Wednesday, May 18, 2011

Graduation collaboration: Sharing the workload on commencement programs

There are few higher education publication projects that are more collaboratively time-intensive than the commencement program. It's a document that will be treasured for decades by graduates and parents alike, and whether your institution is graduating 50 students or 5,000—it had better be accurate.

Of course, reaching perfection can be an elusive goal for any publication, let alone a commencement program. It's a herculean task requiring extensive collaboration from the registrar's office, student affairs, academic deans, faculty award committees, etc. Academic recognitions may not be finalized until weeks before the event, and it's tempting to delay production for the inevitable last-minute changes.

Since our communications office began producing our graduation-related programs two years ago, we've found Adobe InCopy to be an invaluable tool for managing the process. It's a basic word processor that can link directly into an Adobe InDesign document, where the graphic designer can alter the appearance and organization of the layout. Think of it as a content management system for a printed document, instead of a website.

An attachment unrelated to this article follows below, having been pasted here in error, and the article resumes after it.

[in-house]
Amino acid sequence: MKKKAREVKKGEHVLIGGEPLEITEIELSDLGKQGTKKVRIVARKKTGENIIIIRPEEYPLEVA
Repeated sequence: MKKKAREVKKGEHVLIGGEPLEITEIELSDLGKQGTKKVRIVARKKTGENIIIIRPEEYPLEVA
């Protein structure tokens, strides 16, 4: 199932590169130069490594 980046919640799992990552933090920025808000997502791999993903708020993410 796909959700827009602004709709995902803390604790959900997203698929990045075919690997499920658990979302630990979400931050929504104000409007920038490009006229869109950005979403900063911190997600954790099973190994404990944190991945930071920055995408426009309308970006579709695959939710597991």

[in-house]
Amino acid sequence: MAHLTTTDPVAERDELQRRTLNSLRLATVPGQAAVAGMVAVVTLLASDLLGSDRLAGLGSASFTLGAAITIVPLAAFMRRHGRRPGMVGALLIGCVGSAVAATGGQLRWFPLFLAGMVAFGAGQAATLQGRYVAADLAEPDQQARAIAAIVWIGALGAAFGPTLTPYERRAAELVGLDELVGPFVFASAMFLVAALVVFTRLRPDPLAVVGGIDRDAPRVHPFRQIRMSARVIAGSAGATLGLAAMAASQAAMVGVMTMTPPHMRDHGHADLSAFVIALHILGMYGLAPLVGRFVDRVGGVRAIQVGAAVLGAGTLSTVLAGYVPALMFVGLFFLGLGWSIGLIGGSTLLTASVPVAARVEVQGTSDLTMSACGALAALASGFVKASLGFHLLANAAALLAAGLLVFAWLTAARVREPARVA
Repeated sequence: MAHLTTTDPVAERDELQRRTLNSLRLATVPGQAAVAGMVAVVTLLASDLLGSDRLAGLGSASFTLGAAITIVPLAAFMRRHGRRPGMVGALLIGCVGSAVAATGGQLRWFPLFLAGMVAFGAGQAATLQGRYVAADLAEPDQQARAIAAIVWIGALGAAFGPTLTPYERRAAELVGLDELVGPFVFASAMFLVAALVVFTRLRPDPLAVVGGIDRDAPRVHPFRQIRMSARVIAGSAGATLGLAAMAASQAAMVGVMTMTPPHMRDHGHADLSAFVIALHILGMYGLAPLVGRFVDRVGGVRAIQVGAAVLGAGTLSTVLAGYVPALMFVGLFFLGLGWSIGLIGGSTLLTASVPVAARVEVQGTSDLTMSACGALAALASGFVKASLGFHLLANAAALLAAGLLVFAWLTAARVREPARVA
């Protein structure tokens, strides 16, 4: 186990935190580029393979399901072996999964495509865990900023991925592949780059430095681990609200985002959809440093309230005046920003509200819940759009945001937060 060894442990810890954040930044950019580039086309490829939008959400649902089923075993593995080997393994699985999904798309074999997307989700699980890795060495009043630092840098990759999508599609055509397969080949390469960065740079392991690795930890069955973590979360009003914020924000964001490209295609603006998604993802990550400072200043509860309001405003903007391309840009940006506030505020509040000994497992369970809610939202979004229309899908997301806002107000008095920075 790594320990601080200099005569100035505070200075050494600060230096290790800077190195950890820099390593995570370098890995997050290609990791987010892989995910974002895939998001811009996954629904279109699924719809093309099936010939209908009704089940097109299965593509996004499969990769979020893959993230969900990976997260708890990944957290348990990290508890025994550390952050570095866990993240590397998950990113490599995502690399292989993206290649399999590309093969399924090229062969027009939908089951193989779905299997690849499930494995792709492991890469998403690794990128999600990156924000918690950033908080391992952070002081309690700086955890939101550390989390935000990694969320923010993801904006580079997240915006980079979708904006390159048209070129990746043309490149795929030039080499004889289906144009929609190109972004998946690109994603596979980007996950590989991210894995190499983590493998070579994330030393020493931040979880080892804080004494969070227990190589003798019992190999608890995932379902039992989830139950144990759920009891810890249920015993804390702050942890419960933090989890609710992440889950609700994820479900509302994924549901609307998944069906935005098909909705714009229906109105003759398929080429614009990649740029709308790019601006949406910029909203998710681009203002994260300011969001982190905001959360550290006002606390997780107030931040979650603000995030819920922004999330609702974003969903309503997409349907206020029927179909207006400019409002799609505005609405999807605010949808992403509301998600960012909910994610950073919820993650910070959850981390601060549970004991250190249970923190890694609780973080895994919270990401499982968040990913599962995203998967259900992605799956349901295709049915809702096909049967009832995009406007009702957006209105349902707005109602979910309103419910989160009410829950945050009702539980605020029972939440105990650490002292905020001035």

By saving the files to a shared campus file space and separating sections of the program into different linked files, several users in different departments can update the document at once. Once the information has been finalized by the various offices, the communications office finishes the publication and sends it to the printer.

To train other departments on how to use InCopy to update the program, I used TechSmith's free version of its Jing screen-capture video software to narrate the steps for finding the files and editing them in the program. Watch the training video.

Another technical trick for checking accuracy is to save every official name to your InDesign user dictionary. It won't catch every mistake, but running a spell-check to the entire document after this step can catch some elusive name errors.

Photo courtesy of Flickr.com/omgdek under Creative Commons license.

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